Explosions of Vapour/Dust Hybrid Mixtures: A Particular Class - Summary

Explosions of Vapour/Dust Hybrid Mixtures: A Particular Class – Summary

1-Sentence-Summary: Hybrid mixtures from the pharmaceutical industry demonstrate non-linear and in some cases “more than additive” explosion consequence and reduced flammability limits.

Authors: O. Dufaud, L. Perrin, M. Traore, S. Chazelet, and D. Thomas

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Explosions of Vapour/Dust Hybrid Mixtures: A Particular Class - Summary

This is a follow on paper to a previous publication by these authors (Dufaud et al., 2008). In the current work they extend their previous explosion testing of niacin/diisopropyl ether mixtures and present experimental data for magnesium stearate/ethanol and antibiotic/toluene. The median particle diameters for the niacin, magnesium stearate, and antibiotic are 26 µm, 6 µm, and 20 µm, respectively.

The explosion experiments are completed in a 20-L chamber using two 5 kJ pyrotechnic ignitors. The explosion experiments were completed based on the standards ASTM E681-94 and ISO 6184-1, for the gas and dust, respectively. For the hybrid experiments two 5 kJ ignitors were used.

The authors of this article give contour plots summarizing maximum pressure and maximum rate of pressure rise for the different mixtures tested. They also test a “Le Chatelier” like law to predict iso-pressure and iso-pressure-rise contours in the data.

Three of the main findings from this paper are:

  1. More than additive effects are seen for explosion consequence, especially maximum rate of pressure rise.
  2. A “Le Chatelier” like law overpredicts the fuel necessary to achieve specific pressure-rise rates for lean mixtures and underpredicts the fuel necessary for rich mixtures.
  3. The explosibility limits of the hybrid mixtures are wider than predicted using Le Chatelier’s Law.

The following sections outline the main findings in more detail. The interested reader is encouraged to view the complete article at the link provided below.

Finding #1: Synergistic effects were found for maximum rate of pressure rise

Similar to their previous paper (Dufaud et al., 2008), the current authors found “more than additive” effects for maximum rate of pressure rise of pharmaceutical hybrid mixtures. This means that the maximum rate of pressure rise of a hybrid mixture can be larger than the maximum rate of pressure rise of the fuels individually. The authors suggest that the combustion kinetics during mixture of the gaseous and solid fuels is non-linear leading to the synergistic effects.

In general the peak maximum rate of pressure rise for the hybrid mixtures studied was over 1600 bar/s, where the individual gases and dusts tested ranged from 800 to 1400 bar/s. Furthermore, these maximum hybrid values tended to occur at quite a bit lower concentrations of the fuels than their worst case concentrations individually. This is important for the pharmaceutical industry as the hazard classification of the hybrid mixture may be significantly higher than that of the dust alone.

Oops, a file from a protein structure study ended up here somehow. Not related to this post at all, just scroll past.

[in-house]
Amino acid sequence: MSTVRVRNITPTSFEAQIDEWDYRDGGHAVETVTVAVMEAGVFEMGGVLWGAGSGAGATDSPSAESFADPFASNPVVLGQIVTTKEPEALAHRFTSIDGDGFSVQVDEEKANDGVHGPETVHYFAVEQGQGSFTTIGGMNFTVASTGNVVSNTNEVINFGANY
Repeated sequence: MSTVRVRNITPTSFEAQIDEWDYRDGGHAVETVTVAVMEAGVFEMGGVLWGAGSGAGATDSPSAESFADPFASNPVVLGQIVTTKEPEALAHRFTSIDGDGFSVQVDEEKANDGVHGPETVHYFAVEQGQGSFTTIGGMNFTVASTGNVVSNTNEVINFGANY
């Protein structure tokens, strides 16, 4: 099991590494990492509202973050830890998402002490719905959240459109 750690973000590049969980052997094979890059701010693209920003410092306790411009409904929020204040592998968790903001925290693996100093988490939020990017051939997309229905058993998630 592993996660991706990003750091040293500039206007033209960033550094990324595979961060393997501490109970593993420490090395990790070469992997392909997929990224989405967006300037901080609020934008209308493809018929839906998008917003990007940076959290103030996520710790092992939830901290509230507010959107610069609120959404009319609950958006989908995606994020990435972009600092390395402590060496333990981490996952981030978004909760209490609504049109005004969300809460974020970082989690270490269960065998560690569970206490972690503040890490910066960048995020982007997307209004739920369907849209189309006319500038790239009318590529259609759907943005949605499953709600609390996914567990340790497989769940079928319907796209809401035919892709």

Finding #2: A “Le Chatelier” like mixing law can predict maximum pressure but not maximum pressure rise

The authors tested a “Le Chatelier” like mixing law (linear mixing) for determining the explosion parameters of hybrid mixtures. The authors state that this approach approach works for predicting the nearly linear “iso-pressure” curves. However, when applied to maximum rate of pressure rise, the linear mixing law overpredicts the amount of fuel necessary to achieve a given maximum rate of pressure rise for fuel lean mixtures, and underpredicts the amount of fuel needed for fuel rich mixtures.

Finding #3: Hybrid explosibility limits are wider than predicted by Le Chatelier’s Law

Contrary to other papers published in the literature such as Pialo et al., 2006, the current paper suggests that the explosion limits for the hybrid mixtures tested are wider than predicted using Le Chatelier’s law. It is currently unclear if the non-linear combustion kinetics seen for the explosion parameters play a role in the flammability limits. This paper also used 10 kJ ignitors where some of the papers that saw narrower limits than Le Chateliers law used spark ignition.

My Personal Take-Aways From
“Explosions of Vapour/Dust Hybrid Mixtures: A Particular Class”

This paper published some very interesting results for consequences of pharmaceutical hybrid mixture explosions. To my knowledge very few papers in the field presented truly “more than additive” effects for hybrid mixtures (e.g., Dufaud et al., 2008 and Khalil, 2013). This may be due to both the gases and dusts having on-board oxygen molecules that could further oxidize the fuel. This is in contrast to that hydrocarbon fuels typically studied which can only be oxidized from oxygen in the air. Computer simulation with detailed kinetics modelling may play a role in developing an understanding of the combustion kinetics.

Similar to the previous paper by these authors this paper would be useful to review for anyone involved with the pharmaceutical industry. Mixing of vapour solvents and excipient or active solids can lead to hybrid explosion scenarios. In contrast to the flammability limit work of Pilao et al, 2006, the flammability limits were narrower than predicted using Le Chateliers’s law. This also has important implications for hazard assessment.

Full Citation:

  • O. Dufaud, L. Perrin, S. TraorĂ©, S. Chazelet, and D. Thomas, “Explosion of vapour/dust hybrid mixtures: A particular class,” Powder technology, vol. 190, pp. 269-273, 2009.
    title={Explosion of vapour/dust hybrid mixtures: {A} particular class},
    author={Dufaud, O. and Perrin, L. and Traor\'{e}, S. and Chazelet, S. and Thomas, D.},
    journal={Powder Technology},

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